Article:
The clips from old SNL sketches came too fast for my liking on Sunday night’s 40th anniversary TV special. And while I laughed at fleeting moments of Gilda as Lisa Loopner, lounge singer Bill Murray and the Conehead family, I have to admit I winced when Julia Sweeney’s androgynous character Pat appeared on screen.
They’d ask questions with the hopes of getting a gender-specific answer.
Pat first appeared in 1990, the same year my son Harry was born. And now, 25 years later, in a time of heightened awareness of gender identity and sensitivity to gender expression, I wonder how well Pat would play in the comedy arena.
Nerdy Pat had short, black curly hair, carried a few extra pounds and always wore generic black-framed glasses, a light blue western-style shirt and tan pants. The central humor came when Pat’s ridiculous co-workers tried to figure out Pat’s sex and/or gender. They’d ask questions with the hopes of getting a gender-specific answer. But no matter what they asked, the answer was always ambiguous. Pat’s middle name? O’Neill. Did Pat carry a wallet or a purse? Fanny pack.
So it was funny back then when guest hosts and cast members attempted to fit Pat into one of two gender boxes. But today we know that gender is a spectrum, and a broad one at that.
Harry demonstrated to me at a very young age that there was no clear-cut polarized gender box for him to fit in.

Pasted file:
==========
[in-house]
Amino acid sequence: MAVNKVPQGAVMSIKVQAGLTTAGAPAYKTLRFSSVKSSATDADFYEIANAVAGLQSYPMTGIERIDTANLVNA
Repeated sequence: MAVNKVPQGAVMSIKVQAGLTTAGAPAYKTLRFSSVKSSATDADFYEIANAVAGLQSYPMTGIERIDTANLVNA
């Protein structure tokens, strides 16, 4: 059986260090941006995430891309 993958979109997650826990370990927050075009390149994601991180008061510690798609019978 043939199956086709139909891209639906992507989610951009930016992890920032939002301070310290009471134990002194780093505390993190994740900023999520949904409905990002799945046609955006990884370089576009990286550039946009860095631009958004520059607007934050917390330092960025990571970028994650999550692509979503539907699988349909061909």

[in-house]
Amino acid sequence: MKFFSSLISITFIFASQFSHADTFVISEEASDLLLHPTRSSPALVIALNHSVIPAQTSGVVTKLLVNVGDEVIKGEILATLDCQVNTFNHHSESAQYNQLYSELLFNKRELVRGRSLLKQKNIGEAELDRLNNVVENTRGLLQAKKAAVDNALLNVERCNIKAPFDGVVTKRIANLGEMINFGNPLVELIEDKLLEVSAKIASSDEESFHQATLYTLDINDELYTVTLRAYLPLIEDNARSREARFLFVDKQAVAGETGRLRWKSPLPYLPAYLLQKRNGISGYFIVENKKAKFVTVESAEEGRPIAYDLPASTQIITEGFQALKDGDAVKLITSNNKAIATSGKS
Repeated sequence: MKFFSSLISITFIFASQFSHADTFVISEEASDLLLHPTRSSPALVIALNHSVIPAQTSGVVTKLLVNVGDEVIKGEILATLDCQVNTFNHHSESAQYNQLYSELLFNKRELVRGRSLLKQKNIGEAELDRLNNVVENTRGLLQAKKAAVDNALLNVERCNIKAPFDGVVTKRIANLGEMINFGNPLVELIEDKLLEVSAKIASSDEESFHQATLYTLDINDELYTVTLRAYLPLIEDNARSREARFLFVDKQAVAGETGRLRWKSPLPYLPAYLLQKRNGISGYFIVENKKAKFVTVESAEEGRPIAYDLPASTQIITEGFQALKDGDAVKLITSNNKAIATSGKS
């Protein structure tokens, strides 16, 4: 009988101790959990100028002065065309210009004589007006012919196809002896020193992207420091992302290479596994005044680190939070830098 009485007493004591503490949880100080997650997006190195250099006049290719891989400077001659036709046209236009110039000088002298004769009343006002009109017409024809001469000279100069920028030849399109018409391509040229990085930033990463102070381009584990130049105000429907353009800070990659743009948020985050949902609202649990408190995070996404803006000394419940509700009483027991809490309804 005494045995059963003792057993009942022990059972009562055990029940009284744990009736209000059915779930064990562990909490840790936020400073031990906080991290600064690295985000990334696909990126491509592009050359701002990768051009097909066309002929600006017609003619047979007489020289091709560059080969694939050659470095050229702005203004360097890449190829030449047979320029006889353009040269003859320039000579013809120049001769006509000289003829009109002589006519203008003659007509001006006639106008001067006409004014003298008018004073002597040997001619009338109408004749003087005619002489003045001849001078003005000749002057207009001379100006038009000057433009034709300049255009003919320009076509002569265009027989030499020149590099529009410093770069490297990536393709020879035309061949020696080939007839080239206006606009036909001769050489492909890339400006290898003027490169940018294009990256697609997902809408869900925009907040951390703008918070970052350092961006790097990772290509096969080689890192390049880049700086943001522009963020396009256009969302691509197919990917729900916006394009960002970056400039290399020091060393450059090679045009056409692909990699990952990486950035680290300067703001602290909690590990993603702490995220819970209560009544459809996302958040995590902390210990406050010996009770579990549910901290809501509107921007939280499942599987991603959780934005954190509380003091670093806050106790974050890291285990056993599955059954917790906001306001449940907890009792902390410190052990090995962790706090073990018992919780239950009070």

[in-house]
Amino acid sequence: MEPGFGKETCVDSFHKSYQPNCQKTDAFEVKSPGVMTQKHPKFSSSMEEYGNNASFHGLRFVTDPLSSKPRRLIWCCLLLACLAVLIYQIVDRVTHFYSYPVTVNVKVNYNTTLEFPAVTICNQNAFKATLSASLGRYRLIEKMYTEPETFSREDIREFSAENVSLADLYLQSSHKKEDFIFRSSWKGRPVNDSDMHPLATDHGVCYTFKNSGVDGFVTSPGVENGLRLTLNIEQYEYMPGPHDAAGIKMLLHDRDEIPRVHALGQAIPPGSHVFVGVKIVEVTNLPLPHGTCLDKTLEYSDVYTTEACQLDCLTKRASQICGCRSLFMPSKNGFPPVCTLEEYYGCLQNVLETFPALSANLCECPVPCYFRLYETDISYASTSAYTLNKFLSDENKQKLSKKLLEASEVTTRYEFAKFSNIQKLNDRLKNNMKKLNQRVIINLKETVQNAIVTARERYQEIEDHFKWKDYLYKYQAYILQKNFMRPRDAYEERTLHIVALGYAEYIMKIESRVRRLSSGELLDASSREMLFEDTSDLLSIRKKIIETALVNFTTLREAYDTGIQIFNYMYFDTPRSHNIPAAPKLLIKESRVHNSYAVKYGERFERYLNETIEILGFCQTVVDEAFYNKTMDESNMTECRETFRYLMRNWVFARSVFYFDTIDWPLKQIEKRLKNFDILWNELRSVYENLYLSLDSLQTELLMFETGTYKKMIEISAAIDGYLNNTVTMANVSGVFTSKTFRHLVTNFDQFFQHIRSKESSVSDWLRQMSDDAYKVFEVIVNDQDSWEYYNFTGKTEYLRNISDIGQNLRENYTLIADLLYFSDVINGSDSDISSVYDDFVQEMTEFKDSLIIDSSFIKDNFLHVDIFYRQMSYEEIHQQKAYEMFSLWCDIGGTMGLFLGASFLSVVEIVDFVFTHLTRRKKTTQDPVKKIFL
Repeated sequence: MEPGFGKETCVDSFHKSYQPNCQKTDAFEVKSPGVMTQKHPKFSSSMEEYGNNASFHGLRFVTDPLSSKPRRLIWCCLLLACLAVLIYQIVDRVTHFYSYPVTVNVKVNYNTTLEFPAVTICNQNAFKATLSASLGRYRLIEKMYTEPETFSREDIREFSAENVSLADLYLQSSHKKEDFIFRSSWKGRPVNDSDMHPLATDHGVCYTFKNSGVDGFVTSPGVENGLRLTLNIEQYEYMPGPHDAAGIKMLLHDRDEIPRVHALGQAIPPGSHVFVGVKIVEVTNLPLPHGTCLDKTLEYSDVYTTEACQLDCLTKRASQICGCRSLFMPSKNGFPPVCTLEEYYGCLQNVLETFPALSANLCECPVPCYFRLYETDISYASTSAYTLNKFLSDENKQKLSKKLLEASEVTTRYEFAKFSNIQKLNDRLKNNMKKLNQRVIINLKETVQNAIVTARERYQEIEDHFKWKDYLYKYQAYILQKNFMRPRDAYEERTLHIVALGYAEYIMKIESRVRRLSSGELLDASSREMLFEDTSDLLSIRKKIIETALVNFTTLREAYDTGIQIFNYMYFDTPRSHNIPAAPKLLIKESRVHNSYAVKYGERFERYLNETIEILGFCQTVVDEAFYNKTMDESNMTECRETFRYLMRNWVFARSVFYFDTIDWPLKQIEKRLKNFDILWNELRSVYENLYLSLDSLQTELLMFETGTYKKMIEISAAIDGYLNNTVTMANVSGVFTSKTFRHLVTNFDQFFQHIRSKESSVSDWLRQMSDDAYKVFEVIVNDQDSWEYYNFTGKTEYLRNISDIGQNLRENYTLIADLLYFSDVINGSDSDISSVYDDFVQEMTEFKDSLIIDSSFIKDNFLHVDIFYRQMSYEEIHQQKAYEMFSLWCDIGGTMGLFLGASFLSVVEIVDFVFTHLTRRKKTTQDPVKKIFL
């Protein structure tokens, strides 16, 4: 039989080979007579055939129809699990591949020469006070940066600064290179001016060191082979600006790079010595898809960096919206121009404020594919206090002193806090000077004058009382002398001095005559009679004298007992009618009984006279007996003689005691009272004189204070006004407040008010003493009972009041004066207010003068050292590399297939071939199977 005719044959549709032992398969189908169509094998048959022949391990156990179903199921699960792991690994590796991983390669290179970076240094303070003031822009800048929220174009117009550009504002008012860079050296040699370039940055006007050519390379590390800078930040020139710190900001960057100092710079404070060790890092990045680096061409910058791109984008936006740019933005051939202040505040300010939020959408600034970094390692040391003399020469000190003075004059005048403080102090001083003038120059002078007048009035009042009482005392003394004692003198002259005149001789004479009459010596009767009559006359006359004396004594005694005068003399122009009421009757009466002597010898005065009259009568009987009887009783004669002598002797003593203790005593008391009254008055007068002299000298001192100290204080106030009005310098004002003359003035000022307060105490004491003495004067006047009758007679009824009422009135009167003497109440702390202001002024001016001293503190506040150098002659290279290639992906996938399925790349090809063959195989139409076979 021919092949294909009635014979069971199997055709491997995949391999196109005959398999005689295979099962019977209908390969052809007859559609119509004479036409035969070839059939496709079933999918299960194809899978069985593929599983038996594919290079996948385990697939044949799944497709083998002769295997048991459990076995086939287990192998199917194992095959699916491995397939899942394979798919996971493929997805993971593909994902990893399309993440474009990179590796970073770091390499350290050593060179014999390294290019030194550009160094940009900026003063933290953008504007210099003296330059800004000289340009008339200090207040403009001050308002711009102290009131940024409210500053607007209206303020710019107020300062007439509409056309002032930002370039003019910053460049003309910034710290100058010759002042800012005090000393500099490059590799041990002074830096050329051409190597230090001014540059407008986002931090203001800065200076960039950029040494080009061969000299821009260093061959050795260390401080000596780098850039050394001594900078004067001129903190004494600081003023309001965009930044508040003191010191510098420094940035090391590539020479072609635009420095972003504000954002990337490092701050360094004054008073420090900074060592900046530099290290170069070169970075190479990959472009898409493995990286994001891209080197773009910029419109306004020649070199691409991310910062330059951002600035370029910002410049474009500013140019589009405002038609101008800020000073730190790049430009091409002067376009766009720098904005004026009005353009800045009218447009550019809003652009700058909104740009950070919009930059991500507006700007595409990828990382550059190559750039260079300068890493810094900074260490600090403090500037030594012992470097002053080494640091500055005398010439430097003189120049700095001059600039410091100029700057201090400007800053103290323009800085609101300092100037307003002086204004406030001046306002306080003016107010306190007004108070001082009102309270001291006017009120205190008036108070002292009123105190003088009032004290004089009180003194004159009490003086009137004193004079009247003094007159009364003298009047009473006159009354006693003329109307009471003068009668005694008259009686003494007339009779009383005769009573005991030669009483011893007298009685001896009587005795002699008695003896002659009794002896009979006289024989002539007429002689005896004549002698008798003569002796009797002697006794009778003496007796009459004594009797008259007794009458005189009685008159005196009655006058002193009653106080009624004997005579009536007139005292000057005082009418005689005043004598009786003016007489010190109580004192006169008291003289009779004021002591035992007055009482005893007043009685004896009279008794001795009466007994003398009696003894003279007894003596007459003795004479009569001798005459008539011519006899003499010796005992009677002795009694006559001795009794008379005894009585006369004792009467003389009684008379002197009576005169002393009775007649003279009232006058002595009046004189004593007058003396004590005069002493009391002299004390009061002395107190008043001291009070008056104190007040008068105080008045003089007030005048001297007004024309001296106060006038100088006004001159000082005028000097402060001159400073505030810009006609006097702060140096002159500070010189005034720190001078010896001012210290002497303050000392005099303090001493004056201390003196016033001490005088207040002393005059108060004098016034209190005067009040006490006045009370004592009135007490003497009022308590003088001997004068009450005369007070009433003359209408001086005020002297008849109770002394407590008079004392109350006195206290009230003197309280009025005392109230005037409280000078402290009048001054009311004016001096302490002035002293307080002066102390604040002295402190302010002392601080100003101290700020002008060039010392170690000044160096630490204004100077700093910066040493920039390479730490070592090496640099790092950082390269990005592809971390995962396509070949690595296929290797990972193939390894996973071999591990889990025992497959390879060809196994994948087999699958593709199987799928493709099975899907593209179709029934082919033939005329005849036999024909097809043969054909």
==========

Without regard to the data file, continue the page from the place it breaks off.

I remember a column my son Harry wrote in high school, while youth reporter for Milwaukee’s monthly QLife newspaper, questioning our eagerness to label everyone. He wondered if we did it because there’s some security with fitting everyone into an easily recognized group.
Harry demonstrated to me at a very young age that there was no clear-cut polarized gender box for him to fit in. He taught me that how a child expresses is their way of letting you know who they are.
Today there are young activists like Jacob Tobia who describe gender as playful. They feel comfortable with the so-called feminine and so-called masculine characteristics that are undeniably inherent in all individuals.
In socially progressive Sweden, teachers and children at some nursery schools use the new gender-neutral pronoun hen, so they can feel free to express as individuals, with the characteristics society has historically categorized as either feminine or masculine.
Our gender expression – how we dress, style our hair, walk, talk – lies between our ears. And the gender we’re assigned at birth — what’s in our pants or under our skirt, well, I don’t think that’s anybody’s business but our own. What do you think?
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